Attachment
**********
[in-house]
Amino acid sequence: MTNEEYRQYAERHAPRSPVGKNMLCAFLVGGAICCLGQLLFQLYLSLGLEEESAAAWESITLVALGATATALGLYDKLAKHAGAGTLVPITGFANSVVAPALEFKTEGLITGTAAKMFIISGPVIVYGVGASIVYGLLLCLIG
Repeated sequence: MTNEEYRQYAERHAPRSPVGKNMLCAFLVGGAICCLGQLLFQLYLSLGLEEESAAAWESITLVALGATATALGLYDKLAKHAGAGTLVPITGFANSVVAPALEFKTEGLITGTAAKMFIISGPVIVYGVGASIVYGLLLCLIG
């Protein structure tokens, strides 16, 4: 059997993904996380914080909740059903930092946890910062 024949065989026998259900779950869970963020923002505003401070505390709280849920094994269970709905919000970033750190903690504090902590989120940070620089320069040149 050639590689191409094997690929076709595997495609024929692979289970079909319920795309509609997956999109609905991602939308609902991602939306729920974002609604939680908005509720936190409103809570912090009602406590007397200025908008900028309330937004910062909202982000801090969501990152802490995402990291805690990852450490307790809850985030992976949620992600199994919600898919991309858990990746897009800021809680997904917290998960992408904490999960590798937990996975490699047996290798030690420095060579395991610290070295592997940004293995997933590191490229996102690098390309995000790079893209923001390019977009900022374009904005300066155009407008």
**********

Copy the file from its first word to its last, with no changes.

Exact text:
[in-house]
Amino acid sequence: MTNEEYRQYAERHAPRSPVGKNMLCAFLVGGAICCLGQLLFQLYLSLGLEEESAAAWESITLVALGATATALGLYDKLAKHAGAGTLVPITGFANSVVAPALEFKTEGLITGTAAKMFIISGPVIVYGVGASIVYGLLLCLIG
Repeated sequence: MTNEEYRQYAERHAPRSPVGKNMLCAFLVGGAICCLGQLLFQLYLSLGLEEESAAAWESITLVALGATATALGLYDKLAKHAGAGTLVPITGFANSVVAPALEFKTEGLITGTAAKMFIISGPVIVYGVGASIVYGLLLCLIG
């Protein structure tokens, strides 16, 4: 059997993904996380914080909740059903930092946890910062 024949065989026998259900779950869970963020923002505003401070505390709280849920094994269970709905919000970033750190903690504090902590989120940070620089320069040149 050639590689191409094997690929076709595997495609024929692979289970079909319920795309509609997956999109609905991602939308609902991602939306729920974002609604939680908005509720936190409103809570912090009602406590007397200025908008900028309330937004910062909202982000801090969501990152802490995402990291805690990852450490307790809850985030992976949620992600199994919600898919991309858990990746897009800021809680997904917290998960992408904490999960590798937990996975490699047996290798030690420095060579395991610290070295592997940004293995997933590191490229996102690098390309995000790079893209923001390019977009900022374009904005300066155009407008």